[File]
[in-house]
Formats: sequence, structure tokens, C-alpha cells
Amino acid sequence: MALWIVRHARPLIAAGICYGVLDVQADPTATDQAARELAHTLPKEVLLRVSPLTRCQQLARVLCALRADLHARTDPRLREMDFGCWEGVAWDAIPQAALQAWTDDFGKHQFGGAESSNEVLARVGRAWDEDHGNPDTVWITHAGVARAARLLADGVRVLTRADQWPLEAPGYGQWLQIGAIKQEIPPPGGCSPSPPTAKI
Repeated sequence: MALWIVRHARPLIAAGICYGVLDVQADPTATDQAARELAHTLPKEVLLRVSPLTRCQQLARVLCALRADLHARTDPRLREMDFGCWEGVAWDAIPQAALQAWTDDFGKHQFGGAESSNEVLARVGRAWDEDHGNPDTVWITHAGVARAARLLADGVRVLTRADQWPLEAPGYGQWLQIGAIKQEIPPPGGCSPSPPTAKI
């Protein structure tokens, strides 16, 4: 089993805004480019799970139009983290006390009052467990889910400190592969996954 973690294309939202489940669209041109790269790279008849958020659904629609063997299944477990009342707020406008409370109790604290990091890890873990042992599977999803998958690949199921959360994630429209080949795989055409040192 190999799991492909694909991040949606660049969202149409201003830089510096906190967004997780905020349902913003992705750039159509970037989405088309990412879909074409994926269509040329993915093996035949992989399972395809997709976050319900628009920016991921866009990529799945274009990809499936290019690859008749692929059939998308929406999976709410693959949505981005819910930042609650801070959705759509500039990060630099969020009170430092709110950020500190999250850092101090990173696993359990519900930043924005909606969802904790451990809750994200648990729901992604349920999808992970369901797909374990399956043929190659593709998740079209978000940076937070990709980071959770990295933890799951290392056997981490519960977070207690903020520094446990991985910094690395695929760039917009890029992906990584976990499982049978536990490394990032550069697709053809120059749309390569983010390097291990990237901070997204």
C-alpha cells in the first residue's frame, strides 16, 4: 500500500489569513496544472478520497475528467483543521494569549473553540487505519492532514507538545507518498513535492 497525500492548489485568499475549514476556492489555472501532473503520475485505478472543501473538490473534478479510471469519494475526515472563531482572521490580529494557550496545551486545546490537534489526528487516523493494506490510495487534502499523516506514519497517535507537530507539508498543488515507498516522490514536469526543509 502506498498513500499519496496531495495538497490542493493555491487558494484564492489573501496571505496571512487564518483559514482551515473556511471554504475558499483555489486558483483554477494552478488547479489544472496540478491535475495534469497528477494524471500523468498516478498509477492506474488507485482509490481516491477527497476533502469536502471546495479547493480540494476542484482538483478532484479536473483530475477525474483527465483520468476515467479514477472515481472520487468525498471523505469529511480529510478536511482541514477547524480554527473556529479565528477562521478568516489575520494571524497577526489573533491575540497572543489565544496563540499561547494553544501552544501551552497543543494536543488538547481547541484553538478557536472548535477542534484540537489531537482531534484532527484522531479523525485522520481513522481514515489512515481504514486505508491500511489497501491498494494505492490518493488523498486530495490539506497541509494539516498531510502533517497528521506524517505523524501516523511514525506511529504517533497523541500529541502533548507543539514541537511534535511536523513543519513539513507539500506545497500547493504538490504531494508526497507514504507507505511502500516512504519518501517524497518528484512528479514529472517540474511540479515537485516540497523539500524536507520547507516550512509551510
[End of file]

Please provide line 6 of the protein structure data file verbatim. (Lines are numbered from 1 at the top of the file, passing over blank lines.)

C-alpha cells in the first residue's frame, strides 16, 4: 500500500489569513496544472478520497475528467483543521494569549473553540487505519492532514507538545507518498513535492 497525500492548489485568499475549514476556492489555472501532473503520475485505478472543501473538490473534478479510471469519494475526515472563531482572521490580529494557550496545551486545546490537534489526528487516523493494506490510495487534502499523516506514519497517535507537530507539508498543488515507498516522490514536469526543509 502506498498513500499519496496531495495538497490542493493555491487558494484564492489573501496571505496571512487564518483559514482551515473556511471554504475558499483555489486558483483554477494552478488547479489544472496540478491535475495534469497528477494524471500523468498516478498509477492506474488507485482509490481516491477527497476533502469536502471546495479547493480540494476542484482538483478532484479536473483530475477525474483527465483520468476515467479514477472515481472520487468525498471523505469529511480529510478536511482541514477547524480554527473556529479565528477562521478568516489575520494571524497577526489573533491575540497572543489565544496563540499561547494553544501552544501551552497543543494536543488538547481547541484553538478557536472548535477542534484540537489531537482531534484532527484522531479523525485522520481513522481514515489512515481504514486505508491500511489497501491498494494505492490518493488523498486530495490539506497541509494539516498531510502533517497528521506524517505523524501516523511514525506511529504517533497523541500529541502533548507543539514541537511534535511536523513543519513539513507539500506545497500547493504538490504531494508526497507514504507507505511502500516512504519518501517524497518528484512528479514529472517540474511540479515537485516540497523539500524536507520547507516550512509551510